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For the last few months, the news of the banking royal commission has been dominating the news. If you’re currently in the market for a new property, or you’re keen to sell your own home, you need to read this…

It might seem like there’s never the right time to buy or sell your property, but this notion is especially relevant, given the recent findings from the banking royal commission.

With prices dropping in suburbs all over the country, Peter Koulizos, chairman of Property Investment Professionals of Australia shares his insights about what vendors and buyers can expect in the following year.

Lending woes

“The banks have been quite proactive, I think they’ve been anticipating that they would be wrapped over the knuckles for some of their lending practices in the past, so honestly I don’t think it can get any more difficult to borrow money than it is now,” says Peter.

While that can sound a bit grim, the outlook really isn’t that bad at all. You just need to do your sums and be prepared for the scrutiny. “It’s very responsible lending at the moment, and in some cases it’s quite unreasonable,” offers Peter.

“They’re making sure that people have the capacity to pay off they mortgages, so they over inflate their capacity to pay it off. For example, you might get a loan at 3.8 per cent, but then the bank will work if you can still pay it off at double that – 7.6 per cent,” he explains.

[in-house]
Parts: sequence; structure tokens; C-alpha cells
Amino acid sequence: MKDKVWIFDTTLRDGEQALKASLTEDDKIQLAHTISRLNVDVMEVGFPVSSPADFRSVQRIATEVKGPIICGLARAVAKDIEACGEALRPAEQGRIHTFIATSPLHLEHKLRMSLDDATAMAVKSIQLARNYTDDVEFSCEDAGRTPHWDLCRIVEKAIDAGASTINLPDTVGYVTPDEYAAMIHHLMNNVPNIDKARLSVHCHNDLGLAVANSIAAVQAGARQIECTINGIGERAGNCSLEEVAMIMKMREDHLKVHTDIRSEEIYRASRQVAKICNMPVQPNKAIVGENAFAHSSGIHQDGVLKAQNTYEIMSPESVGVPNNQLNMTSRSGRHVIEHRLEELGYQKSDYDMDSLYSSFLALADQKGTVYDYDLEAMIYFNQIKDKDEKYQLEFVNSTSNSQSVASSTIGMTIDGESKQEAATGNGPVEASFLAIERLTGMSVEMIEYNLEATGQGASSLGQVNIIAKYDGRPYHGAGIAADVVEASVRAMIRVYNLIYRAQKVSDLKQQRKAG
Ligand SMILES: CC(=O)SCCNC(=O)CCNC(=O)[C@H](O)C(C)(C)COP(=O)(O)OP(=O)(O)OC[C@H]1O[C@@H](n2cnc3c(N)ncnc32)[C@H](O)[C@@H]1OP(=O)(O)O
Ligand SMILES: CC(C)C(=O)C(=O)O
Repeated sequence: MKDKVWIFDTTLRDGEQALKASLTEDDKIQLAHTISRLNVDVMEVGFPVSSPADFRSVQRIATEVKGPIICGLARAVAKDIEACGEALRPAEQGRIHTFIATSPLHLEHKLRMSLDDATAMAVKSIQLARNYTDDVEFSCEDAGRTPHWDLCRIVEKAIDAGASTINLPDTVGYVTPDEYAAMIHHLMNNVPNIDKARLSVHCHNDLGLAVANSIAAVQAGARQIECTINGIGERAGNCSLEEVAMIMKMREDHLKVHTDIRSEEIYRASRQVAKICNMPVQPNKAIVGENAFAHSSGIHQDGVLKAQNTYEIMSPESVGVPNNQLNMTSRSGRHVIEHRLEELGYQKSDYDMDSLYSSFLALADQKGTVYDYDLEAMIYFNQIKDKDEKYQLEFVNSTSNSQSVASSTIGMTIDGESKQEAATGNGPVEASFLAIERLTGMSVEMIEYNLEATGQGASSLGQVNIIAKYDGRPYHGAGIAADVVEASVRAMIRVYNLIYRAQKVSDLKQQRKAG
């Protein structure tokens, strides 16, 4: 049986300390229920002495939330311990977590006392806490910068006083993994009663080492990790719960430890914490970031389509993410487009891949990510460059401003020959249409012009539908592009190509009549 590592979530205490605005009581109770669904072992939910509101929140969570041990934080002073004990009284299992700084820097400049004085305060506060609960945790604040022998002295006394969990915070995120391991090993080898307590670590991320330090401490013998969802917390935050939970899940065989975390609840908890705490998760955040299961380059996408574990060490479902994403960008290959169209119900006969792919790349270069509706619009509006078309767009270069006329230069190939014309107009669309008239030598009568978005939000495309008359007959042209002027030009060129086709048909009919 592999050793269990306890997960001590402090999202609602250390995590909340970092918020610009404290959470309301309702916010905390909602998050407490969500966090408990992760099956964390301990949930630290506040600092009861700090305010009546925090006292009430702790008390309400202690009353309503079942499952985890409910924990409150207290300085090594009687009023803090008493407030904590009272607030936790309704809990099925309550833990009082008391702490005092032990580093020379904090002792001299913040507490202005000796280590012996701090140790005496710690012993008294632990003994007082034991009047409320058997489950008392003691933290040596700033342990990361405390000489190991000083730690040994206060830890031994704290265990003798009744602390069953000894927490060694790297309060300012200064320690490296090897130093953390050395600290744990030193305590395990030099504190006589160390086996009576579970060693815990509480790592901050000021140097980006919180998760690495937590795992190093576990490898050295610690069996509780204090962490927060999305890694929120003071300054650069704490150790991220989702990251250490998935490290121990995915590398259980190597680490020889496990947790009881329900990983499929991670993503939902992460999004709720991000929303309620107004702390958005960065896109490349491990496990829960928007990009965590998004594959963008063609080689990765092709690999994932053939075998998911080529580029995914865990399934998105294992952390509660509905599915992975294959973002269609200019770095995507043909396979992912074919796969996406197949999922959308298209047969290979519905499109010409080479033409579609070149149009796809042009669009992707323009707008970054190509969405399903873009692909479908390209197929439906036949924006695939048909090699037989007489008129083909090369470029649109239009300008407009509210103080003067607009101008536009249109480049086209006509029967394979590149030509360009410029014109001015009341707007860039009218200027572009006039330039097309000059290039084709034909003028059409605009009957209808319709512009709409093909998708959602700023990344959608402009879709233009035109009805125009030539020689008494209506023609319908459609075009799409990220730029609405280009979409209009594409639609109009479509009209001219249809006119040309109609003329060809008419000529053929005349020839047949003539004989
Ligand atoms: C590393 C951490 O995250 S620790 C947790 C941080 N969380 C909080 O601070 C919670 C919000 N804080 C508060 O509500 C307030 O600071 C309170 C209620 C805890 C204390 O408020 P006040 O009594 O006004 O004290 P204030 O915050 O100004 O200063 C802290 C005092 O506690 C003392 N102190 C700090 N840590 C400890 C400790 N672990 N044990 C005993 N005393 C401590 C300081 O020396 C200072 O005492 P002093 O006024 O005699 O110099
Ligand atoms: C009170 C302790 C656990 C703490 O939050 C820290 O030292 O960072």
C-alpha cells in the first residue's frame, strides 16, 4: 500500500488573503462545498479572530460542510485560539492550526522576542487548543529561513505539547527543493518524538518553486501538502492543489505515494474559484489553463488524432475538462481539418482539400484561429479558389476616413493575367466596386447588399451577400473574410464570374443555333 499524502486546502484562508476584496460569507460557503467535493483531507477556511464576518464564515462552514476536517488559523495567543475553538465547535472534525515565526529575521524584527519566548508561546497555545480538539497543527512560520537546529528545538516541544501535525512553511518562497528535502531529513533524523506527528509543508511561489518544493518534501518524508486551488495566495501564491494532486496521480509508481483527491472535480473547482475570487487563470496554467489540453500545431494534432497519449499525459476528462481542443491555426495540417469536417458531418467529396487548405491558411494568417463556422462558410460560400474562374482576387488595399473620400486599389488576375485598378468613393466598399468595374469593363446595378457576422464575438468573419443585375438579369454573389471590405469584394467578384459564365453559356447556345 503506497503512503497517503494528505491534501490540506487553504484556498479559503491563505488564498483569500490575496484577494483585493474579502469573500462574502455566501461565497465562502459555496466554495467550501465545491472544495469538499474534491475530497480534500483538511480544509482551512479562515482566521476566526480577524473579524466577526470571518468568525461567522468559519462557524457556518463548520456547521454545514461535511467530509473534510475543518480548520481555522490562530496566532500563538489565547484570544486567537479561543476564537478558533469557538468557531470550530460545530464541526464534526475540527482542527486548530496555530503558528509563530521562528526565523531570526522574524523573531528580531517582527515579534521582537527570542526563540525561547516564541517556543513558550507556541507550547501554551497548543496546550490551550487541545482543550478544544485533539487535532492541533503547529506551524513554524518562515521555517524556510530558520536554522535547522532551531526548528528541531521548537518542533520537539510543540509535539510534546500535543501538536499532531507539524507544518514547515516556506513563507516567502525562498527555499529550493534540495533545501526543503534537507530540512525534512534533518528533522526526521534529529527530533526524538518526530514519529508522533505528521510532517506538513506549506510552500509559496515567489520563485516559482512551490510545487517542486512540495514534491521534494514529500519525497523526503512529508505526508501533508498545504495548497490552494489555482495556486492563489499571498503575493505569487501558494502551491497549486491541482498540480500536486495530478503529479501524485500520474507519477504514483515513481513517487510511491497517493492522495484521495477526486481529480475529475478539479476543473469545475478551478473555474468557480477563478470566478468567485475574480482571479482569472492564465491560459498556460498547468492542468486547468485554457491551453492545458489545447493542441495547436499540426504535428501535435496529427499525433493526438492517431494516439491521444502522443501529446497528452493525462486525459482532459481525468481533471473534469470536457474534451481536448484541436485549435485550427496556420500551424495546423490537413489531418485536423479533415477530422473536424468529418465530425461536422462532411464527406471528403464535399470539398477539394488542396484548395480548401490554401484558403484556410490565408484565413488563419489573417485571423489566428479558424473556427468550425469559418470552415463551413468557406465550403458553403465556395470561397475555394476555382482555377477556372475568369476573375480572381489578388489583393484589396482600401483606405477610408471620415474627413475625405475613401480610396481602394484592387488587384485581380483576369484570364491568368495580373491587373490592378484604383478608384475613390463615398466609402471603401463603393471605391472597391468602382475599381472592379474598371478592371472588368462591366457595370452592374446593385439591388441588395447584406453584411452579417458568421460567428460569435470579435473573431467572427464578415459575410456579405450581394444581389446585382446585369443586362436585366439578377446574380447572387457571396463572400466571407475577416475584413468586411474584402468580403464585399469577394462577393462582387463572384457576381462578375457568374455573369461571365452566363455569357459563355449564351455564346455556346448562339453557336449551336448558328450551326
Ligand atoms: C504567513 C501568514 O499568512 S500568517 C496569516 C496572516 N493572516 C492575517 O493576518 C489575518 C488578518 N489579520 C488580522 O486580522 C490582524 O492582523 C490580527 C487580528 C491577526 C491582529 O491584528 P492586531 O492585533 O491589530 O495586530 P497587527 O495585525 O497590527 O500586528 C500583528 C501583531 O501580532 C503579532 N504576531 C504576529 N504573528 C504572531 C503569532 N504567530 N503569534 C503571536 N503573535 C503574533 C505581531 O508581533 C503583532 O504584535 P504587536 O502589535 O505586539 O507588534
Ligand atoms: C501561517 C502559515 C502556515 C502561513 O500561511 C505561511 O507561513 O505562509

Investor intel

The last couple of years haven’t been as favourable to investors as there’s more risk associated with owning property. “They’ve had to come up with a bigger deposit, they’re paying a higher interest rate and the banks aren’t using as much of the rent as they used to,” says Peter. “It’s a lot harder to buy an investment property and I can’t see it changing – unless there’s a political shift bringing in new reform around negative gearing and capital gains tax,” he explains.

“For example, in the past, an investor could get a loan for 5 per cent, but now they need 10 per cent, ” says Peter. “People are also required to put in more equity and therefore they need to have a better income or great control over their expenses to prove they can pay off their loan,” he explains.

Stay or sell?

Peter recommends doing what you’ve got to do, despite the changing market. “If it’s your house and you’re going to sell your home a bit cheaper than normal, the chances are you’ll also be buying a cheaper home, so it doesn’t really matter. It’s all relative,” he says.

But, if you’re in a position to play… “Ideally, if you can buy now and sell in a year’s time that would be great!” he suggests.


Danielle Sen,, 20 February 2019